When it was time to choose schools, his parents warned him that going into recording arts would pigeon-hole him, but he pushed ahead, knowing it was exactly what he wanted to do. He was accepted to Ithaca College’s film school, but opted for Indiana after learning Ithaca didn’t offer a specialization in recording. Moreover, Jacobs is considered one of the best music schools in the world, and Ted wanted to record the best players. “No matter how much people tell you that they won’t care how the piece is played, and will care more about how you recorded it, it always helps to have a good player.” On his first day of his freshmen year, he sat in a class with Konrad Strauss, chair of the Department of Recording Arts, who posed this question: “Why invest in an education in recording arts, when you could use the money you are spending on education to purchase the necessary equipment to start your own studio?” For Ted, the answer was simple. The program allowed him to learn his craft, learn what equipment he should buy if he ever wanted to start his own studio, and it allowed him to play with rare vintage equipment that he would never have been able to use otherwise. Most importantly though, it gave him the chance to figure out if the recording business was really right for him. As he learned later, it wasn’t.

However, while he was in the program, Ted was inundated with projects. Every graduate recital in the musical school is recorded and archived, a responsibility that falls to the recording arts students. He helped record IU operas at the MAC, and worked with local bands looking to record EPs and albums. His best experience in the program was the orchestration of the live stream of American folk icon Todd Rundgren’s Halloween recital in 2010.  “I got to sit in the booth and watch it, and order cameras around. The place was packed.” Held in Auer Hall in the music school, the show drew so many people that an overflow room was organized downstairs, where they watched Ted’s livestream.  Furthermore, popularity of the stream ended up jamming up the servers. “It was the coolest thing because I knew what I was broadcasting was being watched by a ton of people, it was high pressure. Even if I never get to do anything like that again, I’ll have that experience.”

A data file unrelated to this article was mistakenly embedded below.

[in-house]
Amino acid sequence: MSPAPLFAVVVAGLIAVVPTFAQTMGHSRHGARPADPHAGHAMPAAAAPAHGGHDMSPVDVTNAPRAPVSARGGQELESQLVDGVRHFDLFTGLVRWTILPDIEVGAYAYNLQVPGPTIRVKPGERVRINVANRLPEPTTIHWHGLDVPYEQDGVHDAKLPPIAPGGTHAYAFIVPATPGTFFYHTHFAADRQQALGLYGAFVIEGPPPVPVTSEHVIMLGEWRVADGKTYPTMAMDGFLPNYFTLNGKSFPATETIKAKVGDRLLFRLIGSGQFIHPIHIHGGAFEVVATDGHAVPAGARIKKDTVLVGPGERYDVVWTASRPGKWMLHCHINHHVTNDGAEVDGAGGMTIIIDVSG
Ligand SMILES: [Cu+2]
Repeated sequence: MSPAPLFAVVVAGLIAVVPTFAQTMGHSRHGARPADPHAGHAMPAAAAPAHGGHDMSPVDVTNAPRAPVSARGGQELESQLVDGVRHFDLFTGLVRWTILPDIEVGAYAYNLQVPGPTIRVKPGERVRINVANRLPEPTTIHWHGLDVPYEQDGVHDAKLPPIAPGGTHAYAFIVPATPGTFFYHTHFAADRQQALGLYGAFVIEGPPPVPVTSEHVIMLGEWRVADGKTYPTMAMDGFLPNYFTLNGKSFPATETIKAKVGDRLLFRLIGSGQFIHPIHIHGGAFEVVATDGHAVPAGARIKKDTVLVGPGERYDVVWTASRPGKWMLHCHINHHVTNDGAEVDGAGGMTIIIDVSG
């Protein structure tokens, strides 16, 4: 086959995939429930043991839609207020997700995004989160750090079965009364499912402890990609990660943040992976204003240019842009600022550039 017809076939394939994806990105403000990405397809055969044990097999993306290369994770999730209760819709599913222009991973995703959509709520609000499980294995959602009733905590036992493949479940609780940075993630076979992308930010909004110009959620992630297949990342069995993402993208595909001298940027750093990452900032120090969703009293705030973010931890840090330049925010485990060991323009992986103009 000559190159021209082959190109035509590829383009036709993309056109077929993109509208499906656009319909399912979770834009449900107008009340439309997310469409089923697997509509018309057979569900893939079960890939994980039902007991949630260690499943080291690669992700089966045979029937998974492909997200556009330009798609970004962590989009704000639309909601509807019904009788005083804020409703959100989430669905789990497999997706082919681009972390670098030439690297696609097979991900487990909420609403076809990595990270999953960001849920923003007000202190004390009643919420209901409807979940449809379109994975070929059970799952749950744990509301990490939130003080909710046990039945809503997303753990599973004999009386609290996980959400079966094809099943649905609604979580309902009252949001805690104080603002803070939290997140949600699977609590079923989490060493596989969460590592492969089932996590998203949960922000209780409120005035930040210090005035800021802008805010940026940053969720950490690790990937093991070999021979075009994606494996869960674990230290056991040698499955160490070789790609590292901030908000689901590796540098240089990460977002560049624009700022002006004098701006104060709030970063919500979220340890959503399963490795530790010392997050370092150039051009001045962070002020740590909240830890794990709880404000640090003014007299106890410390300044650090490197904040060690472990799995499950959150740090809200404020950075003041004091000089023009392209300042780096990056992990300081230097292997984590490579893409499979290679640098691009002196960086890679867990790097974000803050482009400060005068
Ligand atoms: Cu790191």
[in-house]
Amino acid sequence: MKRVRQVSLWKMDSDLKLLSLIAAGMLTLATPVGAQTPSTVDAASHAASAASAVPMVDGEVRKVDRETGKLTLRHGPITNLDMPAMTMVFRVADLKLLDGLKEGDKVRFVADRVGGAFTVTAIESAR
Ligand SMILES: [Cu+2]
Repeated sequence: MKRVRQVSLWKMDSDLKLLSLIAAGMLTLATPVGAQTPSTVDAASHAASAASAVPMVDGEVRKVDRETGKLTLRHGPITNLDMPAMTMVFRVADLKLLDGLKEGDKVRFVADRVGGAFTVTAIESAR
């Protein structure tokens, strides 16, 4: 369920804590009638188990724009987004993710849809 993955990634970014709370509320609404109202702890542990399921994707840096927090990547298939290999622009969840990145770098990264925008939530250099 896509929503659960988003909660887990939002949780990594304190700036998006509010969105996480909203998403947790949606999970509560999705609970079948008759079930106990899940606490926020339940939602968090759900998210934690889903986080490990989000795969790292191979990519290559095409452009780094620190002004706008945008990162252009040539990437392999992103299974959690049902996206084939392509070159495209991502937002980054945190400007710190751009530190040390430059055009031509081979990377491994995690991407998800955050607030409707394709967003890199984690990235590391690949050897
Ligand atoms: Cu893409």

After four years, Ted decided that a career in the recording arts wasn’t for him. As digital technologies develop and allow individuals like Ted to gain access to top flight recording tools, the demand for big dollar mega studios is drying up. “Big studios are dying. If I have the same stuff that everyone else has, so why would I spend $1800 a day to record in a big studio when I could just do it at home?” As big studios die, so do the dreams of those like Ted hoping to find their name in the album liner notes of the world’s biggest bands. “The thing that I wanted to do is becoming more and more of a pipe dream. Frankly, it’s becoming unattainable by most people.” As the role of the recording engineer shrinks, the money is shifting to electrical engineers and computer programs who build the equipment and design the programs relied upon by recording engineers. As such, to break into the world of recording you need to “be willing to literally clean toilets for 2 years just to get your foot in the door. For every person like me who is unwilling to do that kind of work, there are 200 people willing to wade through the crap just to get a job.” Ted acknowledges that he would be willing to do it  if the end result was more rewarding. The head of the studio he interned for was 25 or 26 years old and had been in the business for a few years. Even though he had been elevated to head engineer, he still lived at home, didn’t make enough to have his own place, and he never saw his family. He got home at 3 in the morning, only to have to be back at 9, and as a result, he would often sleep in the studio. The life of a recording engineer is a grueling one, and for Ted, who one days dreams of a family, it is just too much.